To examine whether our protein-responsive RNA devices can be used to regulate cell-fate decisions, we developed devices that integrated across two therapeutic inputs—increased signaling via a disease-associated pathway and the presence of an exogenously applied, inactive “pro-drug”—to trigger targeted cell death (Fig. 4A). We constructed β-catenin– and NF-κB–responsive devices that trigger apoptosis by replacing the output module with a gene encoding the herpes simplex virus–thymidine kinase (HSV-TK) (Fig. 4, B and C). HSV-TK confers sensitivity to the pro-drug ganciclovir (GCV), which induces apoptosis (28) and has been used in clinical trials to treat tumors (29). Cells stably expressing the β-cat-6 and p65-3 devices exhibited increased sensitivity to GCV under pathway stimulation (fig. S4, A and B) and a cell survival of ~20% at 100 μg/ml GCV (P < 0.01) (Fig. 4D), similar to that of cells overexpressing HSV-TK (fig. S4C). Cells expressing the devices in the absence of pathway stimulation and mutant devices under pathway stimulation displayed no observable phenotypic effects and survival rates between 60 to 90% at 100 μg/ml GCV. We demonstrated the modularity of the output function of the device platform by replacing the output module with the proapoptotic gene Puma (fig. S5).

Fig. 4

RNA devices detect endogenous markers of disease and trigger targeted cell death. (A) Functional representation of a targeted therapeutic device that integrates across two therapeutic inputs—disease biomarker and an exogenously applied, inactive pro-drug—to trigger targeted cell death. (B and C) Mechanisms of the β-catenin– (β-cat-6) (B) and NF-κB–responsive (p65-3) (C) devices fused to a suicide gene-therapy output module (HSV-TK), which controls cell survival in response to detection of disease markers and GCV, a pro-drug trigger. (D) Dose-response curves of cell-survival percentages for the β-catenin– and NF-κB–responsive devices fused to HSV-TK indicate a decrease in cell survival as a result of increased signaling through the targeted pathway and the presence of GCV. For all reported data, the mean cell survival levels from two independent experiments are shown. Error bars indicate ±SD from mean values. **P < 0.01.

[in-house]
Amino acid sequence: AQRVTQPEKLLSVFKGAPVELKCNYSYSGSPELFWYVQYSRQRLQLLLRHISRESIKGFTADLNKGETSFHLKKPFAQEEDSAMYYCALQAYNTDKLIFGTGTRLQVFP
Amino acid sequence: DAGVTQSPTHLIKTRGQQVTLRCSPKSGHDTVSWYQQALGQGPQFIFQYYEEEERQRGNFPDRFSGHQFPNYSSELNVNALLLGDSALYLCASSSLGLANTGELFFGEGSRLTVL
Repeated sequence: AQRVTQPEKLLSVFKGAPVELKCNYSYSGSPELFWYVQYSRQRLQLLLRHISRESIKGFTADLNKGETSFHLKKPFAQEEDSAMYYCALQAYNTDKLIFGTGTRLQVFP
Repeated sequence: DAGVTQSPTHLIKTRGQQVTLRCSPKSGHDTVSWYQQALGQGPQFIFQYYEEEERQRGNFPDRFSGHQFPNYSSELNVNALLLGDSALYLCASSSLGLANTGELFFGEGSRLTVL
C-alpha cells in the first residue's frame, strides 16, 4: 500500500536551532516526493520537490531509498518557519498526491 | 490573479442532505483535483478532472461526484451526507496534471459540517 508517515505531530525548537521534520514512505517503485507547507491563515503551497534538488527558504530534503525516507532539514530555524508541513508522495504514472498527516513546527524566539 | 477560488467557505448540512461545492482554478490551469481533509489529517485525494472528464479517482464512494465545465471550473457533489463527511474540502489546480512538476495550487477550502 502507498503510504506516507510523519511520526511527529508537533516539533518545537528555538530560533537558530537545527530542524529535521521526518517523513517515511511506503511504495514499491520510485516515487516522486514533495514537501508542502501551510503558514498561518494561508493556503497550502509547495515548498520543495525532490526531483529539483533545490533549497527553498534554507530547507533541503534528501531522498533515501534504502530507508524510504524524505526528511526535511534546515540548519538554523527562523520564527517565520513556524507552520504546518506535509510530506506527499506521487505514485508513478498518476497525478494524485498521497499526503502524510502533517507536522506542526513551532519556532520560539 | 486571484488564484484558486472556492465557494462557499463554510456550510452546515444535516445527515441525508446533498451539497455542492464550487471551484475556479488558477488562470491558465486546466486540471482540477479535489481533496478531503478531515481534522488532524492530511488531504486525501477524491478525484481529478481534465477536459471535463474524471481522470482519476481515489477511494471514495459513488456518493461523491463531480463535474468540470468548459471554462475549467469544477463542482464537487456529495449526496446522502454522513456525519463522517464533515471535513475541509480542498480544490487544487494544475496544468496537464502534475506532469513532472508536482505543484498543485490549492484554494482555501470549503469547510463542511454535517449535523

These results demonstrate that our RNA devices can effectively rewire signaling through disease-associated pathways to trigger apoptosis with the use of clinically relevant genetic systems. There was a slight reduction in survival in cells expressing our devices in the absence of pathway stimulation, which may reflect effects of high GCV concentrations on cell viability (fig. S4D) (30) and basal expression of HSV-TK from our devices. Possible therapeutic utility and safety of these targeted–cell-death devices is supported by effective cell-killing efficacy in the presence of both inputs and minimal background activity in the absence of one or both inputs. Our results demonstrate that synthetic RNA controllers with moderate gene-regulatory activities (~two- to fourfold) can achieve substantial alterations in downstream functional behaviors through their coupling to potent genetic targets and effects that are amplified through associated cellular pathways.

Our system demonstrates that heterologous and endogenous proteins not associated with splicing regulation can be directed to alter splicing patterns through synthetic protein-binding sequences. In contrast to protein-based transcriptional control systems, RNA-based systems present advantages in enabling response to proteins other than transcription factors, direct tailoring of input/output processing functions without device redesign, extension to combinatorial processing, and practical implementation in clinical applications (9, 31). The extension of our framework to the processing of multiple protein inputs can be used to engineer RNA-based devices with sophisticated information processing activities and to design and build complex regulatory networks to interrogate and program cellular function.

Supporting Online Material

Materials and Methods

SOM Text

Figs. S1 to S9

Tables S1 to S10


References and Notes

  1. Materials and methods are available as supporting material on Science Online.
  2. We thank K. Hertel for providing the pHis-BIVT-MS2-RSp55 construct, M. Jensen for providing pCD19t-Tk-T2A-IL15op_epHIV7, L. J. Maher for providing pGAD24, and B. Stewart for laboratory assistance. This work was supported by the Caltech Joseph Jacobs Institute for Molecular Engineering for Medicine (grant to C.D.S.), the NIH (fellowship to K.G.H., grant to C.D.S.), the U.S. Department of Defense (grant to C.D.S.), the Alfred P. Sloan Foundation (fellowship to C.D.S.), and the Bill and Melinda Gates Foundation (grant to C.D.S.). The authors have filed for a patent related to this work.
View Abstract

Navigate This Article